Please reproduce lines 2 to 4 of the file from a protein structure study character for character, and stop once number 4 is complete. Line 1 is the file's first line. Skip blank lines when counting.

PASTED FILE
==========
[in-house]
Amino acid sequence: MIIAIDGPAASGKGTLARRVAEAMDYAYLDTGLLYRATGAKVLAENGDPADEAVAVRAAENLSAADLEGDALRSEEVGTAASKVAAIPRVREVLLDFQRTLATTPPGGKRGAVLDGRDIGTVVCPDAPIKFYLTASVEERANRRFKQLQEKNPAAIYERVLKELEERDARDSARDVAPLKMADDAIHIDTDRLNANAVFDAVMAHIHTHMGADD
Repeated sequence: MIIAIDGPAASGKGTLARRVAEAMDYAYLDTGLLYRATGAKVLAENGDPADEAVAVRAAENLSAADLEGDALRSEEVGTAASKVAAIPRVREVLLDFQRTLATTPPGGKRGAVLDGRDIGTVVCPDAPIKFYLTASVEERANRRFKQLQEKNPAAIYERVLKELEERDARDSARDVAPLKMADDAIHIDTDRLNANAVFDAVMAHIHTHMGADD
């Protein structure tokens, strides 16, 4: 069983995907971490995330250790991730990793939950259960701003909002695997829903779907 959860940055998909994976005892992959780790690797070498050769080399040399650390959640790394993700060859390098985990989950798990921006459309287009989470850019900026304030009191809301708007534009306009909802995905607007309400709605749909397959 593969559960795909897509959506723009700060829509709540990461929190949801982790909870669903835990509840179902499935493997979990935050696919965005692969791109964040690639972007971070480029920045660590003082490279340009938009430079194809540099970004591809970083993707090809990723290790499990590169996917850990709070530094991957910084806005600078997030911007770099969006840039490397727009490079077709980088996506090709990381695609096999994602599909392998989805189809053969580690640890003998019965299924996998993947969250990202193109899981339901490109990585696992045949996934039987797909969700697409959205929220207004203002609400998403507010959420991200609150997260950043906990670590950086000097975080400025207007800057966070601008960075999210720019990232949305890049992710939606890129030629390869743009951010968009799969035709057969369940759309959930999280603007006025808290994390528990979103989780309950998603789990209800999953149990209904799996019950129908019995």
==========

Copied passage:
Amino acid sequence: MIIAIDGPAASGKGTLARRVAEAMDYAYLDTGLLYRATGAKVLAENGDPADEAVAVRAAENLSAADLEGDALRSEEVGTAASKVAAIPRVREVLLDFQRTLATTPPGGKRGAVLDGRDIGTVVCPDAPIKFYLTASVEERANRRFKQLQEKNPAAIYERVLKELEERDARDSARDVAPLKMADDAIHIDTDRLNANAVFDAVMAHIHTHMGADD
Repeated sequence: MIIAIDGPAASGKGTLARRVAEAMDYAYLDTGLLYRATGAKVLAENGDPADEAVAVRAAENLSAADLEGDALRSEEVGTAASKVAAIPRVREVLLDFQRTLATTPPGGKRGAVLDGRDIGTVVCPDAPIKFYLTASVEERANRRFKQLQEKNPAAIYERVLKELEERDARDSARDVAPLKMADDAIHIDTDRLNANAVFDAVMAHIHTHMGADD
């Protein structure tokens, strides 16, 4: 069983995907971490995330250790991730990793939950259960701003909002695997829903779907 959860940055998909994976005892992959780790690797070498050769080399040399650390959640790394993700060859390098985990989950798990921006459309287009989470850019900026304030009191809301708007534009306009909802995905607007309400709605749909397959 593969559960795909897509959506723009700060829509709540990461929190949801982790909870669903835990509840179902499935493997979990935050696919965005692969791109964040690639972007971070480029920045660590003082490279340009938009430079194809540099970004591809970083993707090809990723290790499990590169996917850990709070530094991957910084806005600078997030911007770099969006840039490397727009490079077709980088996506090709990381695609096999994602599909392998989805189809053969580690640890003998019965299924996998993947969250990202193109899981339901490109990585696992045949996934039987797909969700697409959205929220207004203002609400998403507010959420991200609150997260950043906990670590950086000097975080400025207007800057966070601008960075999210720019990232949305890049992710939606890129030629390869743009951010968009799969035709057969369940759309959930999280603007006025808290994390528990979103989780309950998603789990209800999953149990209904799996019950129908019995």